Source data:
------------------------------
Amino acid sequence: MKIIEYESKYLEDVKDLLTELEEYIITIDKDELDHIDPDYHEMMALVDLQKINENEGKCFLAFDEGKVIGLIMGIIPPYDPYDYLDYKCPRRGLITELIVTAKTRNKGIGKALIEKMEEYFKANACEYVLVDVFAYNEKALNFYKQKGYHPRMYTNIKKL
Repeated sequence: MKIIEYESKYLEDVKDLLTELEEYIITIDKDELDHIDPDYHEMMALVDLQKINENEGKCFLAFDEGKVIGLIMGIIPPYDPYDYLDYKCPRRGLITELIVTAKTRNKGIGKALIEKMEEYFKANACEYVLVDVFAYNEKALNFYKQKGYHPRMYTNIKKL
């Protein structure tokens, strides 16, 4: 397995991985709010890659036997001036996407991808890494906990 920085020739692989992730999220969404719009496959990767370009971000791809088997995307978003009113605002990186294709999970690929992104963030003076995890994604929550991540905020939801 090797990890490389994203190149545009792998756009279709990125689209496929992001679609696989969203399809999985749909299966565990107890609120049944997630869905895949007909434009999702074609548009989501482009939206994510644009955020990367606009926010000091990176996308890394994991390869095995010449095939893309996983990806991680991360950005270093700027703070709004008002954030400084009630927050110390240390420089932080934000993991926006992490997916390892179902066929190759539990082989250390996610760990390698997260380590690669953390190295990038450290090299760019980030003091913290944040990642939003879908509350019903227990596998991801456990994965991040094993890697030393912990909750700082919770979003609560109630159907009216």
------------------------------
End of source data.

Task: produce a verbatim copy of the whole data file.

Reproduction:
Amino acid sequence: MKIIEYESKYLEDVKDLLTELEEYIITIDKDELDHIDPDYHEMMALVDLQKINENEGKCFLAFDEGKVIGLIMGIIPPYDPYDYLDYKCPRRGLITELIVTAKTRNKGIGKALIEKMEEYFKANACEYVLVDVFAYNEKALNFYKQKGYHPRMYTNIKKL
Repeated sequence: MKIIEYESKYLEDVKDLLTELEEYIITIDKDELDHIDPDYHEMMALVDLQKINENEGKCFLAFDEGKVIGLIMGIIPPYDPYDYLDYKCPRRGLITELIVTAKTRNKGIGKALIEKMEEYFKANACEYVLVDVFAYNEKALNFYKQKGYHPRMYTNIKKL
């Protein structure tokens, strides 16, 4: 397995991985709010890659036997001036996407991808890494906990 920085020739692989992730999220969404719009496959990767370009971000791809088997995307978003009113605002990186294709999970690929992104963030003076995890994604929550991540905020939801 090797990890490389994203190149545009792998756009279709990125689209496929992001679609696989969203399809999985749909299966565990107890609120049944997630869905895949007909434009999702074609548009989501482009939206994510644009955020990367606009926010000091990176996308890394994991390869095995010449095939893309996983990806991680991360950005270093700027703070709004008002954030400084009630927050110390240390420089932080934000993991926006992490997916390892179902066929190759539990082989250390996610760990390698997260380590690669953390190295990038450290090299760019980030003091913290944040990642939003879908509350019903227990596998991801456990994965991040094993890697030393912990909750700082919770979003609560109630159907009216």